When Jack Ma, a former English teacher, and 17 other founders launched Alibaba.com in 1999 in Hangzhou, China, they probably felt a similar sense of magic about the potential treasures they could discover through an online business. Today, Alibaba.com, the flagship company for Alibaba Group and its associated sites, is the global leader in e-commerce solutions for small businesses.
The global trade platform of Alibaba.com brings together buyers and sellers, helping them to identify potential trading partners and interact with each other to conduct business online. Alibaba.com is the flagship company of Alibaba Group and has more than 65 million registered users in more than 240 countries and regions covering more than 44 vertical industries. It also employs more than 22,000 people worldwide from offices in more than 70 cities across Greater China, India, Japan, Korea, Europe and the U.S.
In August at the PPAI North American Leadership Conference, keynote speaker Annie Xu, general manager of Alibaba.com Americas, will talk about the ways in which the company serves as a conduit for buyers and sellers of thousands of products, including promotional products.
After earning a bachelor of science in economics from the University of California, Berkley, Xu launched her career at Kubota Electronics in sales and marketing. She joined Alibaba.com as a product manager in May 2000 when the company was just a year old. Today, Annie runs the U.S. office and is responsible for marketing and business development.
PPB recently spoke with Xu to give readers a bit of insight into this vibrant and fast-growing operation.
When Jack Ma and the other founders created Alibaba.com in 1999, what problem(s) were they trying to solve? What was their vision at that time?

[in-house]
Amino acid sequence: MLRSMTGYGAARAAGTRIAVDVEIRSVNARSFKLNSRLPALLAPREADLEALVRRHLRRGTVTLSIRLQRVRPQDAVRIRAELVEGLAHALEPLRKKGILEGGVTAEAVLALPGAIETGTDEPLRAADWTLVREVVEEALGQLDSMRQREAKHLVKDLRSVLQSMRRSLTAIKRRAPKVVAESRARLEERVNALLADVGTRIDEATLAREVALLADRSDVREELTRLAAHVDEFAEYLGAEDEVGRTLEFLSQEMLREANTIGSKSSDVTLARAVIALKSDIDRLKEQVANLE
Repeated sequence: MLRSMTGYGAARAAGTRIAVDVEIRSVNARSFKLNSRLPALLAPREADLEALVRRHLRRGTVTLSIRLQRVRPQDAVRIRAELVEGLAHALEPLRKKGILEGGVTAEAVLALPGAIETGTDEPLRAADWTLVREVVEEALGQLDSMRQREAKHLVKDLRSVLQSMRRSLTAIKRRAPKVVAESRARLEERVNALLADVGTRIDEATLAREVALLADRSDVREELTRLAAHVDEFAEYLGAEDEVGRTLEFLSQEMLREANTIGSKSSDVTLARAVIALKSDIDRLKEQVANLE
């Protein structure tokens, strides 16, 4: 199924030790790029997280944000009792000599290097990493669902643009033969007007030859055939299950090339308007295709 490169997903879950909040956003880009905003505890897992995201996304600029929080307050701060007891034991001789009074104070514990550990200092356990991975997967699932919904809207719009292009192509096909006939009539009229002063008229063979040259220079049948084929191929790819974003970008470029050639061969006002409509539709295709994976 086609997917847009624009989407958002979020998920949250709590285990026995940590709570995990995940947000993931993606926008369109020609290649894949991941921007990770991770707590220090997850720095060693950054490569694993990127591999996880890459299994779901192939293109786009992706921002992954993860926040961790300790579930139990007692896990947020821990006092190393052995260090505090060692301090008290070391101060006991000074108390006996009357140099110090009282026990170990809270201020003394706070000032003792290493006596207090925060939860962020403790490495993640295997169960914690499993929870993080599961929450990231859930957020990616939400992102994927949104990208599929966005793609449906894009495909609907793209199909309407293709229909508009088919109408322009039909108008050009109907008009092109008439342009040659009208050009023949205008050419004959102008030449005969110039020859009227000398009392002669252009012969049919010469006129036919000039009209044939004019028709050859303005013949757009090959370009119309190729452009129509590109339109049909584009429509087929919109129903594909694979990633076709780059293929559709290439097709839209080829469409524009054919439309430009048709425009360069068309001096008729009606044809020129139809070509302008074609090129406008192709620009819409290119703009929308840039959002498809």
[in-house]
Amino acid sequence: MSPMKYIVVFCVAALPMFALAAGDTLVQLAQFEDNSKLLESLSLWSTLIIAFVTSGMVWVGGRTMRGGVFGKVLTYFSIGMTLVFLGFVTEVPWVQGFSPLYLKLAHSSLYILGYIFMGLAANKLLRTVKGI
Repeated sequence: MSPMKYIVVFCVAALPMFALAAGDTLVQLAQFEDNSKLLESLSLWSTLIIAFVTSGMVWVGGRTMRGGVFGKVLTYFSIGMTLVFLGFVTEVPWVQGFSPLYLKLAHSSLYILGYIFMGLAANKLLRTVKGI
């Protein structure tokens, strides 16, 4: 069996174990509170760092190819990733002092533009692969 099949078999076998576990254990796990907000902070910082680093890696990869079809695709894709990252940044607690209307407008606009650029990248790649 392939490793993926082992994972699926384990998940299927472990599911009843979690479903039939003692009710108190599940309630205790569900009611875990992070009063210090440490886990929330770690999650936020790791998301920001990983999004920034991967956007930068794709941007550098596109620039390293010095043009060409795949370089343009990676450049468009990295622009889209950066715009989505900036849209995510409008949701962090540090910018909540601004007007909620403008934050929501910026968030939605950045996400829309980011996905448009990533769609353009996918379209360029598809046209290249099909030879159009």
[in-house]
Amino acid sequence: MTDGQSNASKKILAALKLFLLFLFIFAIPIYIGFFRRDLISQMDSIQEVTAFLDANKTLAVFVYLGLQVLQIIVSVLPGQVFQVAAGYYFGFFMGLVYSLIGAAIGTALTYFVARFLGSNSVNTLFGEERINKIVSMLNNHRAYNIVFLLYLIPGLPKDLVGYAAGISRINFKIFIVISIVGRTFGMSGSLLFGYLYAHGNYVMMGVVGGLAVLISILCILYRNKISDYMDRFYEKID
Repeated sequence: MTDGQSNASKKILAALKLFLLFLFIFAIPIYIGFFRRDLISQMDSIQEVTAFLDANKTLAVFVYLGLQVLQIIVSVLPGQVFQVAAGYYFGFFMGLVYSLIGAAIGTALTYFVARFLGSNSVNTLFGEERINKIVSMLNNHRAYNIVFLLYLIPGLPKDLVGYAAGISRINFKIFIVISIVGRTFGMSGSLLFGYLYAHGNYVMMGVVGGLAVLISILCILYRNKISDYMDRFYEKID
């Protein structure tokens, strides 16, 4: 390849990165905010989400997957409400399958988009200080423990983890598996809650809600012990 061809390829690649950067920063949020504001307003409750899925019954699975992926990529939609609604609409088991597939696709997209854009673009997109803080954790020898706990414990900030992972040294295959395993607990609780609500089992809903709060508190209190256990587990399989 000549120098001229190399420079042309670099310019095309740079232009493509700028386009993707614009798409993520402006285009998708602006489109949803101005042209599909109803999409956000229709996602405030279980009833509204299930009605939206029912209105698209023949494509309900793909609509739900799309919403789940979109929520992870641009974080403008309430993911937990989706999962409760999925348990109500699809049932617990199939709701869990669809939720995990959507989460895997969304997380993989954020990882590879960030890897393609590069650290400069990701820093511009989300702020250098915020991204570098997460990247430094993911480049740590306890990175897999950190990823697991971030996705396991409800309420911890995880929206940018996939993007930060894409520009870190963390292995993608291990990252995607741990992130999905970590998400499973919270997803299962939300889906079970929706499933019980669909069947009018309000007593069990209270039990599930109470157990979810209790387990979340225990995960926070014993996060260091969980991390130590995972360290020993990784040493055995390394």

While traveling in Seattle many years ago, Jack Ma tried to enter the key words “China” and “beer” on the internet. Tsingtao beer is popular in China, but when he entered the words in the search field, it didn’t return any data. That prompted him to start an internet business in China in 1999 that connected suppliers and factories. It was the beginning of Alibaba.com, which today is a global marketplace for buyers and sellers. Typically SMEs [small-to-medium-sized enterprises] don’t have the resources and knowledge to grow their businesses and compete with larger companies domestically or internationally. That’s why Jack thought the internet could help narrow the gap and allow the SMEs to compete globally on a more level playing field. We found that businesses spend a lot of time on research and discovery— in fact, research shows that about 52 percent of time is spent on identifying the right business partners. That is the rationale behind launching Alibaba.com. Entrepreneurs could come to the site and look for potential partners. They’ll need to do more due diligence to identify the right partner, but Alibaba.com allows them to shorten that discovery time.
The business model is very simple—people come to the site to meet and go offline to do transactions. That simple model has made SMEs lives a lot easier.
Has that vision changed since then?
The overall vision hasn’t changed. Alibaba.com is well known for helping small businesses grow. Today, Alibaba.com is the flagship company of The Alibaba Group. We are building a complete eco-system around small-to-medium-sized businesses. Sometimes people say that we are doing too many different things, but when you look at the components, they are interrelated and they synergize with each other. Those applications are essential to the goal of making it easier for SMEs to establish and grow their businesses.
To what do you attribute the incredible growth of the company over the past 12 years?